Dubai (Reuters) - Sean Stone, son of the acclaimed film director Oliver Stone and adopted friend of Iran, hopes his conversion to Islam will help Americans understand more about the faith, the Iranian media has reported.
The 27-year-old documentary maker became a Muslim on Tuesday during a ceremony in the Iranian city of Isfahan, during which he adopted the Islamic name, Ali.
He travelled to Iran to produce a film about Rumi, the 13th century mystic Persian poet, and has plans to work with Iranian film producers.
"It's a mistake to believe that Islam is antagonistic towards Judaism and Christianity,' he told the ISNA news agency. "What we need is to understand each other's beliefs and to establish dialogue."
Asked how his conversion would be reported in America, Stone said he was not famous and it would have little effect on his life back home.
"The most important thing is I hope I can help Americans to understand the true nature of Islam," he said.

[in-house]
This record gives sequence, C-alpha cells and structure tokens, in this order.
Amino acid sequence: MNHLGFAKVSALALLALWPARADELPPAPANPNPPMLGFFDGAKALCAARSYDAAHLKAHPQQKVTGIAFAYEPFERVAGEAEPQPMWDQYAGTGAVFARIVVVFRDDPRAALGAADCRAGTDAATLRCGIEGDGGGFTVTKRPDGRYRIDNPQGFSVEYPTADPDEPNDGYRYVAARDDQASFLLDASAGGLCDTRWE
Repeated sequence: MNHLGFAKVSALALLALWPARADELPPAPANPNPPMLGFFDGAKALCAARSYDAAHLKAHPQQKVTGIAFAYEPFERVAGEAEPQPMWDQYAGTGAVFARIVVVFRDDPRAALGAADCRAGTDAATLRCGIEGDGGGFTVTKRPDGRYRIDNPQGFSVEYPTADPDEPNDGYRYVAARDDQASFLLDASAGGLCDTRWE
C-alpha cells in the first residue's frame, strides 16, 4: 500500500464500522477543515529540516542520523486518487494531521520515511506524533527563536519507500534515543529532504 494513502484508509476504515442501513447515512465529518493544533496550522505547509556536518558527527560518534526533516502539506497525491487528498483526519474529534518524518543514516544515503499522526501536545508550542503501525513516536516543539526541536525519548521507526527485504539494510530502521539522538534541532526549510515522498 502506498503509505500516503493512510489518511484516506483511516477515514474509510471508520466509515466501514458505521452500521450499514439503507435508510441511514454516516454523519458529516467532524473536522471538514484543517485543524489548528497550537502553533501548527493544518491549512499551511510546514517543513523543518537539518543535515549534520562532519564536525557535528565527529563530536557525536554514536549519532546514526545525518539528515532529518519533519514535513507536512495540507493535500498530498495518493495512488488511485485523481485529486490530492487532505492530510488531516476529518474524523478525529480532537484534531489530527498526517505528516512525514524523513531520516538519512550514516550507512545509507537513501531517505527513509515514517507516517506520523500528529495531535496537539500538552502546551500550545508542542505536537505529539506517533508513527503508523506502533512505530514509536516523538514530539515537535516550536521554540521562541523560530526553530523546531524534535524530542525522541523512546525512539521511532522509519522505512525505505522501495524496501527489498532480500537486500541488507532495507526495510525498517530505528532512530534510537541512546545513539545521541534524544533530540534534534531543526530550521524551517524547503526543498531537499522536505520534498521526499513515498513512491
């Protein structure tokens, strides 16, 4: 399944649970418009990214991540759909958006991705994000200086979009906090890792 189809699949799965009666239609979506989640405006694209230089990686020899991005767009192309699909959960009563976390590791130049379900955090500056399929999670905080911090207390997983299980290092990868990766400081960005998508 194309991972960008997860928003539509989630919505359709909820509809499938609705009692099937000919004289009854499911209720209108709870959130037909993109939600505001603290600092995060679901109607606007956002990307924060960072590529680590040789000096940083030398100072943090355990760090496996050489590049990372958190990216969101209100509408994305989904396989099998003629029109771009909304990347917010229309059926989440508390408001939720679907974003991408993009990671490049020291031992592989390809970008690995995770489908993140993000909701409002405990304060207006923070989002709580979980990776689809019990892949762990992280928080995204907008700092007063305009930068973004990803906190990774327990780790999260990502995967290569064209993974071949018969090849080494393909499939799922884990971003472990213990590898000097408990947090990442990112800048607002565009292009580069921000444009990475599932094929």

"I feel good when I enter a mosque. I believe there is only one God and with this view it is not important whether you are Muslim, Christian or Jewish."
Iranian media has widely covered Sean Stone's conversion and his well-documented Iran-friendly comments.
Stone said the best Iran could do with regard to the tensions surrounding the country over its controversial nuclear program was not to look to the West.
"Pay attention to the east, and work with its partners like China." he said. "Try to industrialize the country and bring life to its economy."
The United States and its allies suspect Iran is seeking to develop nuclear weapons capability under cover of a declared civilian nuclear energy program. Iran says it is enriching uranium only for civilian purposes.
The United States and European Union expressed cautious optimism on Friday over prospects that Iran may be willing to engage major powers in new talks on the nuclear issue, but underscored any new negotiations must be sustained and focused.
On Thursday, Stone received an award from Iran's ministry of culture to mark the end of Tehran's international Fajr film festival.
Reporting By Marcus George, editing by Paul Casciato